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Pneumonia - weakened immune system

Pneumonia is a lung infection. It can be caused by many different germs, including bacteria, viruses, and fungi.

This article discusses pneumonia that occurs in a person who has a hard time fighting off infection because of problems with the immune system. This type of disease is called "pneumonia in an immunocompromised host."

Related conditions include:

Alternative Names

Pneumonia in immunodeficient patient; Pneumonia - immunocompromised host

Causes

People whose immune system is not working well are less able to fight off germs. This makes them prone to infections from germs that do not often cause disease in healthy people. They are also more vulnerable to regular causes of pneumonia , which can affect anyone.

Your immune system may be weakened or not work well because of:

  • Chemotherapy
  • HIV infection
  • Leukemia , lymphoma, and other conditions that harm your bone marrow
  • Autoimmune disorders
  • Medications (including steroids, and those used to treat cancer and control autoimmune diseases)
  • Organ transplant (including kidney, heart, and lung)

Symptoms

  • Cough (may be dry or produce mucus-like, greenish, or pus-like sputum)
  • Chills with shaking
  • Easy fatigue
  • Fever
  • General discomfort, uneasiness, or ill feeling (malaise )
  • Headache
  • Loss of appetite
  • Nausea and vomiting
  • Sharp or stabbing chest pain that gets worse with deep breathing or coughing
  • Shortness of breath

Other symptoms that may occur:

  • Heavy sweating or night sweats
  • Stiff joints (rare)
  • Stiff muscles (rare)

Exams and Tests

The doctor may hear crackles or other abnormal breath sounds when listening to your chest with a stethoscope. Lack of breath sounds key sign. This may mean there is a buildup of fluid between the chest wall and lung (pleural effusion ).

Tests may include:

Treatment

Antibiotics or antifungal medicines are used, depending on the type of germ that is causing the infection. You may need to stay in the hospital during the early stages of the illness.

Oxygen and treatments to remove fluid and mucus from the respiratory system are often needed.

Outlook (Prognosis)

Factors that may lead to a worse outcome include:

  • The pneumonia that is caused by a virus or fungus.
  • The patient has a very weak immune system.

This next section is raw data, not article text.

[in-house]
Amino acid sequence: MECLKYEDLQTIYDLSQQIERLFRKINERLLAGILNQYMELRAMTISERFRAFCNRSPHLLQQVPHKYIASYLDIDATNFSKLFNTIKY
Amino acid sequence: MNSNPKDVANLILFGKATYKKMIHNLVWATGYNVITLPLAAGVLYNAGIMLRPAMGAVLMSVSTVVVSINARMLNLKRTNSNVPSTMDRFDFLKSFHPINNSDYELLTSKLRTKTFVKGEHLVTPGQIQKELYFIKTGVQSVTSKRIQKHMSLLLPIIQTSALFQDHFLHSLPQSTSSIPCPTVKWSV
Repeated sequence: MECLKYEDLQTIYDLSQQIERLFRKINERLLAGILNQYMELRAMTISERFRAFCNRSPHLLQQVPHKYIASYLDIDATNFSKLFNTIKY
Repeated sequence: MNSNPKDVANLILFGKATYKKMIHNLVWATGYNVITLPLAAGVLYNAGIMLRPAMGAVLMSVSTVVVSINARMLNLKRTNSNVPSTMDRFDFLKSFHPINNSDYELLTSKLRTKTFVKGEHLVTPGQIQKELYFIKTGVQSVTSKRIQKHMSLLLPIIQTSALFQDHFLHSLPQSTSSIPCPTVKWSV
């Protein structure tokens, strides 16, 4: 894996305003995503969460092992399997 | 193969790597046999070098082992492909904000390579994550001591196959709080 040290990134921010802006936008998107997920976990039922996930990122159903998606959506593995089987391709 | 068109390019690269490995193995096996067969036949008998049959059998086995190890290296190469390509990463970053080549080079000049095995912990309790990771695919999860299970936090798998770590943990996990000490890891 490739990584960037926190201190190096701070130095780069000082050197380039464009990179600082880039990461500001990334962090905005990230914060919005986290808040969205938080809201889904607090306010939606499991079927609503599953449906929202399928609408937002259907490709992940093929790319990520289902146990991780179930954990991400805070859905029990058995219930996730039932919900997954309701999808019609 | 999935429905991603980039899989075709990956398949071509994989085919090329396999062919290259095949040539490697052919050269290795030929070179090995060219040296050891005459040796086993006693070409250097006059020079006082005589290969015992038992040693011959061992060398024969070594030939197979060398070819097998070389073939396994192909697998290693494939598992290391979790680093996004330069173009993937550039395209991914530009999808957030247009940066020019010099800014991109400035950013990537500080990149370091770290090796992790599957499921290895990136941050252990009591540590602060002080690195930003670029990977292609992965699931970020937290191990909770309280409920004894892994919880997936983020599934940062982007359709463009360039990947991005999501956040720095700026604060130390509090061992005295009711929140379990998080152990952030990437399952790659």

Possible Complications

  • Respiratory failure (the person needs machines to assist breathing)
  • Sepsis
  • Spread of the infection
  • Death

When to Contact a Medical Professional

Call your health care provider if you have a weakened immune system and you have symptoms of pneumonia.

Prevention

If you have a weakened immune system and are in the hospital, you may receive daily antibiotics to prevent some types of pneumonia.

Ask your health care provider if you should receive the influenza ("flu") and pneumococcal ("pneumonia") vaccines.

Practice good hygiene. Thoroughly wash your hands with soap and water:

  • After being outdoors
  • After changing a diaper
  • After doing housework
  • After going to the bathroom
  • After touching body fluids, such as mucus or blood
  • After using the telephone
  • Before handling food or eating

Other things you can do to reduce your exposure to germs include:

  • Keep your house clean.
  • Stay away from crowds.
  • Ask visitors who have a cold to wear a mask or not to visit.
  • Do not do yard work or handle plants or flowers (they can carry germs).

References

Donnelly JP, Blijlevens NMA, DePauw BE. Infections in the immunocompromised host. In: Mandell GL, Bennett JE, Dolin R eds. Mandell, Douglas, and Bennett's Principles and Practice of Infectious Disease. 7th ed. Philadelphia, PA: Saunders Elsevier; 2009:chap 308.

Mandell LA, Wunderink RG, Anzueto A, et al. Infectious Diseases Society of America/American Thoracic Society consensus guidelines on the management of community-acquired pneumonia in adults. Clin Infect Dis. 2007 Mar 1;44 Suppl 2:S27-72.

Marr KA. Approach to fever and suspected infection in the compromised host. In: Goldman L, Schafer AI, eds. Goldman's Cecil Medicine. 24th ed. Philadelphia, PA: Saunders Elsevier; 2011:chap 289.

Updated: 5/19/2013

Jatin M. Vyas, MD, PhD, Assistant Professor in Medicine, Harvard Medical School; Assistant in Medicine, Division of Infectious Disease, Department of Medicine, Massachusetts General Hospital. Also reviewed by David Zieve, MD, MHA, Bethanne Black, and the A.D.A.M. Editorial team.


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